This week, our feature story addresses the cybersecurity hiring statistics unveiled by the 2019 State of IT Careers report. It is a summary and response to ZDNet’s coverage: Cybersecurity, AI Skills to Dominate IT Staff Hires in 2019.
Spiceworks, the host of an online community for IT pros, recently released the 2019 State of IT Careers Report generated from the insights of roughly 1,000 IT professionals.
In the report, it was stated that one out of every three organizations (roughly 33%) across the U.S. and Europe plan to hire additional employees in the coming year. More specifically, 47% of those surveyed indicated that “IT Security / Cybersecurity” is anticipated to be the biggest area of attention, particularly for large, enterprise organizations.
This is particularly interesting, given that the conversation in the cybersecurity space has been revolving around the lack of qualified candidates for much needed positions. Are the findings of this report an indicator of change?
The report also found that roughly 26% of those surveyed are planning to look for a new role, with 8% intending to leave the field altogether. Broken down by age bracket, 33% of millennial IT professionals (i.e. those born between 1977 – 1992) seek new employment, with 62% (millennial and non-millennial alike) doing so based on salary considerations.
A potential 47% increase in cybersecurity hiring is a BIG deal. But where are these positions coming from, and what do they entail? Better yet, how are they being budgeted for, given that there is a projected shortage of qualified workers?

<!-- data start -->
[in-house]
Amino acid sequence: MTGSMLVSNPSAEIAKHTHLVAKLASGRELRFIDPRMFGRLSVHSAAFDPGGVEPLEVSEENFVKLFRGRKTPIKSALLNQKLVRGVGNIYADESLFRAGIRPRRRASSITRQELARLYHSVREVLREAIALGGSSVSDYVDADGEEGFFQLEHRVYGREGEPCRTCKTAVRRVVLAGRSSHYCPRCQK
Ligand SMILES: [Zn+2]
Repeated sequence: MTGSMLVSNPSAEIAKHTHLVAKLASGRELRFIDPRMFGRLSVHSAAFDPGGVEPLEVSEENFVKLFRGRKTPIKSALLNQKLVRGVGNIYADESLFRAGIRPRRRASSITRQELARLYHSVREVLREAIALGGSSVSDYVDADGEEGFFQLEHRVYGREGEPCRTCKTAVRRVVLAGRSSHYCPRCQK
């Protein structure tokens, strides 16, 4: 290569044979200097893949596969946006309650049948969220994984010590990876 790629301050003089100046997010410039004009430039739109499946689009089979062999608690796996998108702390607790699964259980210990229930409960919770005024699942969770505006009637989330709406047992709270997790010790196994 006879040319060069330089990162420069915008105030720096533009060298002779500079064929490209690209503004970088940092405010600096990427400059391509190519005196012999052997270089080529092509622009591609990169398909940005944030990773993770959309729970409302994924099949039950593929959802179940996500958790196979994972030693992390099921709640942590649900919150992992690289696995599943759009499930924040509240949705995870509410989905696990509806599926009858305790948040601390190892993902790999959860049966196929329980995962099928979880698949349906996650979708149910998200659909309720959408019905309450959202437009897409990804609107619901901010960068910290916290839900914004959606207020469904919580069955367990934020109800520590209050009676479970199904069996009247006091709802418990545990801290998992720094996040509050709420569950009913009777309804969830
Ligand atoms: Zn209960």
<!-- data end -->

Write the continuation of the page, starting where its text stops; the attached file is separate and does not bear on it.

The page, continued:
There are a lot of unanswered questions, but we are seeing some of them being addressed, albeit slowly. Some in the education sector are upping the ante when it comes to attracting and educating potential talent, with others calling for collaboration between institutions, industry, and government.
But at the end of the day it comes down to buy-in. Are organizations aware of the risks and cost of neglecting the implementation of cybersecurity programs? Or is it “hush, hush” until an incident occurs?
In terms of the insider threat problem in cybersecurity, we already know what the cost of avoiding the problem is…
Speaking of Cybersecurity Hiring…
What Else is Happening
Source: SC Magazine
U.S. luxury department store giant Nordstroms has begun notifying its employees about a recent insider threat-based data breach that may have compromised their personal data. The incident is still under investigation, but PII data including: Social Security numbers, dates of birth, checking and routing numbers, salaries, and other details may have been inadvertently sent out via email.
55.3% out of 1,000 U.S.-based employees surveyed anticipated the need to bring a work device with them for holiday season travel, with a whopping 77% claiming that they regularly use free or unlocked WiFi on company devices. See the full results of the survey, and key learnings, through the link above.
Source: InfoSecurity Magazine
According to a new report, there has been a 28% increase in phishing attempts in Q3 of 2018 from Q2, with global internet portals and banks being the most frequently abused businesses.
As mentioned earlier in this ITL report, there is a much talked about shortage of skilled cybersecurity workers. Thankfully there are some who are leading the charge to increase the potential candidate pool with appropriate training, like the Cyber Discovery scheme launched by the U.K. government. Initial cybersecurity training tests were performed in England but have now expanded to Scotland and Northern Ireland after prior success.
What You Might Have Missed
It’s easy to get caught up in the daily grind – we get it!
Here is what happened in the last Insider Threat Level: we discussed why the NITTF Insider Threat Framework is such a big deal, the implications of a U.S. indictment of potential state-sponsored threats, an incident in Nigeria, and the often high brand costs associated with a data breach.